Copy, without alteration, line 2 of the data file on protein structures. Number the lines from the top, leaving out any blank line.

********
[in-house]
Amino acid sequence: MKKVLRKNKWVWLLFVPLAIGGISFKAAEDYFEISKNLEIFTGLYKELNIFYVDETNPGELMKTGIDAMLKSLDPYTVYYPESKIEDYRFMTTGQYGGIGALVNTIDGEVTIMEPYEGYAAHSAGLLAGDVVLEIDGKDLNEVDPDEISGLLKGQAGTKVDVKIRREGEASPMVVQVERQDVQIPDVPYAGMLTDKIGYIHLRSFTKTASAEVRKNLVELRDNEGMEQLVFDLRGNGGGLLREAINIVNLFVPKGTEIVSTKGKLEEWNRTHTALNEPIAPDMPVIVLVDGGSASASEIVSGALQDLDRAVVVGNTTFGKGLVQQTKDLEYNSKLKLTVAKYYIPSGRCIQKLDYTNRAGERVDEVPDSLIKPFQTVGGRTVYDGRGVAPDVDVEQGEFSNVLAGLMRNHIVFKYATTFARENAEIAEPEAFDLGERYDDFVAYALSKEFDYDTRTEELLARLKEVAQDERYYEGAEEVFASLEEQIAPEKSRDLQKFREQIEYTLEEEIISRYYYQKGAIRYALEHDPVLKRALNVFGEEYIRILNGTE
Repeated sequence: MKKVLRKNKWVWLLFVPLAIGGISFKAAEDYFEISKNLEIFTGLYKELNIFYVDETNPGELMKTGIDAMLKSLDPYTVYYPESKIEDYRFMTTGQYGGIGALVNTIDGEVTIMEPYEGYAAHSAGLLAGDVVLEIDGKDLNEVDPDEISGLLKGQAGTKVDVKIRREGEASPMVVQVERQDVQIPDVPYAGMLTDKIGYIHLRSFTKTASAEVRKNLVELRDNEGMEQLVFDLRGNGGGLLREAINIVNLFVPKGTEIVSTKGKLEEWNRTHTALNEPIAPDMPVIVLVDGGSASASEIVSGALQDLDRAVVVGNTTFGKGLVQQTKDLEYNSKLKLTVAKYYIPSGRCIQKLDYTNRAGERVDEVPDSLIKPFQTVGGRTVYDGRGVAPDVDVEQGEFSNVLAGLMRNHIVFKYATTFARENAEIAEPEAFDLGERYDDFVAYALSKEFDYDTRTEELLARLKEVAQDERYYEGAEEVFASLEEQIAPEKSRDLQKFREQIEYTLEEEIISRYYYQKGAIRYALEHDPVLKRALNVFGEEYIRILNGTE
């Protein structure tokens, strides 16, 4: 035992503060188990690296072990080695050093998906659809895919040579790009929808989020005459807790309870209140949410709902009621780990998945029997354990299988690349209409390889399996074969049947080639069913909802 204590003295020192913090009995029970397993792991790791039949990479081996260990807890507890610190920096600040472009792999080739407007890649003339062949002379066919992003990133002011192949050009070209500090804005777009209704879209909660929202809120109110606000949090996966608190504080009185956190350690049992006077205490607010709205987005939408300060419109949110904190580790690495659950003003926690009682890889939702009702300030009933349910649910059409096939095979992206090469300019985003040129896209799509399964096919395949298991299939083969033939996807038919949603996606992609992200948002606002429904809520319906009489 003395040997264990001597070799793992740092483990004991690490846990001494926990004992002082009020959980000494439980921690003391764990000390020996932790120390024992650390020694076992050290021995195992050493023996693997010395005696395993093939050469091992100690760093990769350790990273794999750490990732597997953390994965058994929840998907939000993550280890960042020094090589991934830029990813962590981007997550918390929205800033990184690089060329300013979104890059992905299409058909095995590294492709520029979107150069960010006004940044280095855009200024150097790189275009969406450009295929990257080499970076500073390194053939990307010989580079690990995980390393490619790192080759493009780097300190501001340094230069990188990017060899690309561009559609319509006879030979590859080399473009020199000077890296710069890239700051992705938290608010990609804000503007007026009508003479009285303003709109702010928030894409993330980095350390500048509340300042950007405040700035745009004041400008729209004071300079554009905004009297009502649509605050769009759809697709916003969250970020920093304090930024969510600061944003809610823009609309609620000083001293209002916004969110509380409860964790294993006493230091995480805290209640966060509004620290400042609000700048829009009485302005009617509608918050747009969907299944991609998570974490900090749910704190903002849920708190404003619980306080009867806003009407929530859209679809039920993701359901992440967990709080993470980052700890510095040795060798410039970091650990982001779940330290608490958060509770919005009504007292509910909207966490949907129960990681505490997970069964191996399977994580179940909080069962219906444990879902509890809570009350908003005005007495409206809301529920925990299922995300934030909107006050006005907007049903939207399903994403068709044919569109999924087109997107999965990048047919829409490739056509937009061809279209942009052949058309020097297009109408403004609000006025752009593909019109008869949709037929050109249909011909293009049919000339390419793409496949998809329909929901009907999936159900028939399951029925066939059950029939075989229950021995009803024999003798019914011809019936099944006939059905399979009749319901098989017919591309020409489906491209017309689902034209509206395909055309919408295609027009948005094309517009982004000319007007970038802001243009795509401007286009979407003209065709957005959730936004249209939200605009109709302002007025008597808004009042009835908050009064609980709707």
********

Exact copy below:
Amino acid sequence: MKKVLRKNKWVWLLFVPLAIGGISFKAAEDYFEISKNLEIFTGLYKELNIFYVDETNPGELMKTGIDAMLKSLDPYTVYYPESKIEDYRFMTTGQYGGIGALVNTIDGEVTIMEPYEGYAAHSAGLLAGDVVLEIDGKDLNEVDPDEISGLLKGQAGTKVDVKIRREGEASPMVVQVERQDVQIPDVPYAGMLTDKIGYIHLRSFTKTASAEVRKNLVELRDNEGMEQLVFDLRGNGGGLLREAINIVNLFVPKGTEIVSTKGKLEEWNRTHTALNEPIAPDMPVIVLVDGGSASASEIVSGALQDLDRAVVVGNTTFGKGLVQQTKDLEYNSKLKLTVAKYYIPSGRCIQKLDYTNRAGERVDEVPDSLIKPFQTVGGRTVYDGRGVAPDVDVEQGEFSNVLAGLMRNHIVFKYATTFARENAEIAEPEAFDLGERYDDFVAYALSKEFDYDTRTEELLARLKEVAQDERYYEGAEEVFASLEEQIAPEKSRDLQKFREQIEYTLEEEIISRYYYQKGAIRYALEHDPVLKRALNVFGEEYIRILNGTE